Similarly, writers can create give story energy to specific elements by judiciously leaving out backstory or intermediate steps in character, plot, or theme development.

The Rehearsal of the Ballet Onstage is a kind of symphony, illustrating several points made above. Notice how the largest–and the only completely front-facing–figure is cut off at the left. She dominates the exaggerated left-to-right perspective sweep that converges on the seated, stretched-out character at the far right. Thus, in different ways these two figures are singled out, and related to each other. The two dancers with their elbows pointed are very noticeable. The black-clad ballet master is conspicuous for the way his somber black clothing blends with the background and contrasts with the bright ballet costumes.

None of the figures in this picture is complete, forward-facing, and perfectly lit. None of them is singled out as the main character in this story. Yet there certainly is a story: one that’s perfectly focused and communicated.

Frans Hals, in The Company of St George, has constructed a painting in which no character is singled out — but in a way that’s opposite of The Rehearsal of the Ballet Onstage, a way that results in there being no story at all. Hals has done just what so many readers want us writers to do: all the characters are complete, forward-facing, and perfectly lit. I think that the result is obviously not good.

The Company of St George is a group portrait: each member has paid Hals to be included, and the painter has done what’s expected, in the most professional way. The Rijksmuseum in Amsterdam has a few rooms full of such pictures. I personally find them unwatchable.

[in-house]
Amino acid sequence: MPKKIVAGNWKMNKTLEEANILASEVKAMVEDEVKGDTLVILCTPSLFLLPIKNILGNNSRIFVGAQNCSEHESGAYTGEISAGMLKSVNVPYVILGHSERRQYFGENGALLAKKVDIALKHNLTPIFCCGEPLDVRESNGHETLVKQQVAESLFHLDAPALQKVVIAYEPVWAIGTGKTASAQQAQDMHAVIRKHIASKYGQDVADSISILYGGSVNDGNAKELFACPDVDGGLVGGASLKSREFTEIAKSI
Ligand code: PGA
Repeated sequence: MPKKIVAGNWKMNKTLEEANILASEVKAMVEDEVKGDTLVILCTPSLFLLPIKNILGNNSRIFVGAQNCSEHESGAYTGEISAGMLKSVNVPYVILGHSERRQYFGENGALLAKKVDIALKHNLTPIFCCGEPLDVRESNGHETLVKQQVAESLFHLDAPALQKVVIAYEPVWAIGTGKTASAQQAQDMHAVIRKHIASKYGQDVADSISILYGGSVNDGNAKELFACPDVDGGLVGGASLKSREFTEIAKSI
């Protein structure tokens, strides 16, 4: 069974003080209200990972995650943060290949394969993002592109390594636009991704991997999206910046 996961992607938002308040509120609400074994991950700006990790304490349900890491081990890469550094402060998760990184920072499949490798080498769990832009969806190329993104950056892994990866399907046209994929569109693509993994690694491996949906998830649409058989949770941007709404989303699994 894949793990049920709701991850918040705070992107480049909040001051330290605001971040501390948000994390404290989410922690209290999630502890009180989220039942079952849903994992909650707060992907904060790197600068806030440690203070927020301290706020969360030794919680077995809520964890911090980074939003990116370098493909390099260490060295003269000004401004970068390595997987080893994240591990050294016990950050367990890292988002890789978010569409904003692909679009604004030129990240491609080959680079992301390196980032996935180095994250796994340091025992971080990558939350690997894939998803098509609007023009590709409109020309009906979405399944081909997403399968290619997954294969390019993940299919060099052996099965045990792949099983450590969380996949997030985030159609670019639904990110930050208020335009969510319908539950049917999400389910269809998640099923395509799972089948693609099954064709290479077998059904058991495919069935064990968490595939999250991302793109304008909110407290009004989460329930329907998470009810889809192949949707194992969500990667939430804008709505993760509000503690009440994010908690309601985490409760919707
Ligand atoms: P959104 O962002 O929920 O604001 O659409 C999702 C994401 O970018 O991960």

Rembrandt’s Night Watch is a revolution: he sacrifices the pictorial representation of the physical looks of the individual members of the group in order to tell a story, to tell what the men do together, rather than what they look like as individuals.

Finally, look at John Singer Sargent’s group portrait of Mr. Boit’s daughters. The composition — the structure — seems at first impossible. And yet, it’s perfect. The painting is justly celebrated for at once showing the girls’ individual personalities and for also showing them as a group.

The essence of it is the choices Sargent has made. He doesn’t assume there is some single, best, one-size-fits-all-best method of narrative that he’s expected to force each of the girls into.

He starts with his vision of the particular girls he wants to represent. He uses their synergy with each other and with the house they live in to make specific, differentiated choices to tell their story.

And, as Henry James asked about this painting: “When was the pinafore ever painted with that power and made so poetic?”

This post continues my Story Structure series.